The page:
Energy crisis can mar the progress of the Digital revolution

India is the fourth largest consumer of energy in the world. Improving standards of living are driving energy consumption higher, but also creating the risk of environmental damage.

We are currently facing a global energy crisis – but not just the kind faced by energy companies as a result of the recent spectacular collapse in the price of oil. India is the fourth largest consumer of energy in the world. Improving standards of living are driving energy consumption higher, but also creating the risk of environmental damage. Economies around the world are struggling to keep pace with the growth in power requirements needed to fuel our digital economy.

Sumit Sadana, executive vice president, chief strategy officer and general manager, Enterprise Solutions at SanDisk shares his view on what companies can do to fulfill the soaring demand for digital technology while optimizing energy consumption in data centers.

Computing always seems to be facing an energy crisis. Why is it so?

Earlier in the 1940s, mainframes were powered by power-hungry and extremely fragile vacuum tubes. If you tried to make a Google data center today out of early supercomputers like the ENIAC, it would consume as much energy as all of Manhattan.

Back in the 1990s and early 2000s, chip designers warned that chips could begin to emit the same amount of heat—adjusted for their size—as rocket nozzles or nuclear power plants. Before the worst happened, the trend was stemmed with the advent of multithreaded and multicore devices.

Virtualization, cloud computing and innovative cooling technologies implemented over the past decade subsequently helped pave the way for hyperscale data centers. These data centers drove increased efficiencies in capital investments and enabled companies to focus on the total cost of running these data centers, including footprint/size, power consumption and compute, networking and storage efficiency. EBay, for instance, saved $2 million in data center energy costs by slightly changing its software code on some applications.

Are these advances the path to reach energy efficiency nirvana?

Not by any means. We’re still using far more energy than we should. The National Resources Defense Council estimates that data center energy consumption in the U.S. alone could be cut by 40 percent with existing technologies and more effective monitoring. These changes would save $3.8 billion a year and eliminate millions of tons of emissions.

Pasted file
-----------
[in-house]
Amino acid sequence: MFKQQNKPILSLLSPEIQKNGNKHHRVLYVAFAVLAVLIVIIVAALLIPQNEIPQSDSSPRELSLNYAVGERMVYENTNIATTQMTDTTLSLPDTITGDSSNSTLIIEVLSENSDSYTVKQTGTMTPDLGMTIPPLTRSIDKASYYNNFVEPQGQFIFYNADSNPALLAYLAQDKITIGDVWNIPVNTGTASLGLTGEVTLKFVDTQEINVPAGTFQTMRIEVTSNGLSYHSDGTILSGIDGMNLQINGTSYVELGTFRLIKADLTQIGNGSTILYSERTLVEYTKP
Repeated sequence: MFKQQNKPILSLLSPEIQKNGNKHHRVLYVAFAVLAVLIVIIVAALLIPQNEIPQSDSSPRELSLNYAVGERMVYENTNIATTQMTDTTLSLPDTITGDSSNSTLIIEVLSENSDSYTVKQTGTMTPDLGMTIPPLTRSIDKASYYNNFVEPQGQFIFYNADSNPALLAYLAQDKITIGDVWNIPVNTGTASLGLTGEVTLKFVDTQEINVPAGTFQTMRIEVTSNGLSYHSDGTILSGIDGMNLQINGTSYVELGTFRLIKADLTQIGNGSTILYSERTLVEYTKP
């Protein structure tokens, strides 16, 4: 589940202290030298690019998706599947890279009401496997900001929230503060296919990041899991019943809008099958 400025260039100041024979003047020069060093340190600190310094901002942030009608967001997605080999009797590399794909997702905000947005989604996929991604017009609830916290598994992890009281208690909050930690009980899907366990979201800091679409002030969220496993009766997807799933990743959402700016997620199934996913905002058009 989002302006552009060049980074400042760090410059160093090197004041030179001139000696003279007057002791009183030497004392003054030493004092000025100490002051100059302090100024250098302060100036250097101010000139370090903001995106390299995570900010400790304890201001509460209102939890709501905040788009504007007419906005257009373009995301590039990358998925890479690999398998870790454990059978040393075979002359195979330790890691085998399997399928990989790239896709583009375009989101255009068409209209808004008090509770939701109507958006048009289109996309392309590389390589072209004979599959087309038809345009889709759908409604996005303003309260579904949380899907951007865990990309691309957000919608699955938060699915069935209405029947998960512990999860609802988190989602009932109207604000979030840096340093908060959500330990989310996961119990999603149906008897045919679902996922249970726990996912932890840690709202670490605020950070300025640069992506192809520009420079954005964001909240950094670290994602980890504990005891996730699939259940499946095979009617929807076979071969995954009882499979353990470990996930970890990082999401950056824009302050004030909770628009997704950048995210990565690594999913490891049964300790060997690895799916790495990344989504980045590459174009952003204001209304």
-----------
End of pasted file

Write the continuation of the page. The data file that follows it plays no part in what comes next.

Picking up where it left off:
With data center construction growing at 21% a year and more countries implementing carbon policies, taking a business-as-usual approach to energy will only create headaches down the road.

So what can actually be done?

First, we’re still not at the limits of virtualization. A few years ago, server virtualization hovered at anemic 6% to 12% levels. It’s now moving higher, which gives us the opportunity to reduce the overall number of servers required in a data center. The concept of software-defined infrastructure for networking equipment and storage is gaining momentum. Disaggregated storage topologies are gaining traction, allowing a more efficient and resilient infrastructure design.

But we also need to assess if there are fundamental changes we can make in how we design and deploy hardware. Storage systems based on flash memory represent the first wave of changing ideas about hardware. Flash-based storage systems can cut power consumption by 85% due to a combination of inherent efficiency--hard drives spin; chips don’t-- less air conditioning--flash generates far less heat per gigabyte of storage--and less hardware.

The reflexive reaction that flash is more expensive than hard drives by looking at the cost per gigabyte ignores the possibility of re-imagining the data center from the ground up. IDC’s Eric Burgener estimates that all-flash storage can let you eliminate 50%to 80% of your storage systems and 5% to 30% of your servers. This in turn drives reduced spending on software licenses, shrinks the footprint of the datacenter and dramatically reduces power consumption.

Expect also to see specialized servers based around new types of networking or processing architectures. New products that take advantage of the trend towards disaggregated storage will combine with trends to embrace open source software, to create new options for customers. Just as freeways were invented to accommodate the stunning growth of cars, we’re going to need a new infrastructure and new thinking to meet the growing demand for digital. In the future, petabyte scale deployment of flash will become the norm in more and more workloads, and overall savings driven by flash will make this even more economical than hard disk drive-based systems.

The impact of these changes will expand the market in countries like Nigeria, India and China where the spread of technology can be hampered by blackouts, power theft and weak grid infrastructure. By consuming less energy, technology becomes more robust, economical and versatile. It’s that simple.

Energy concerns won’t stop the digital revolution. But we are going to need to take actions so energy won’t slow it down.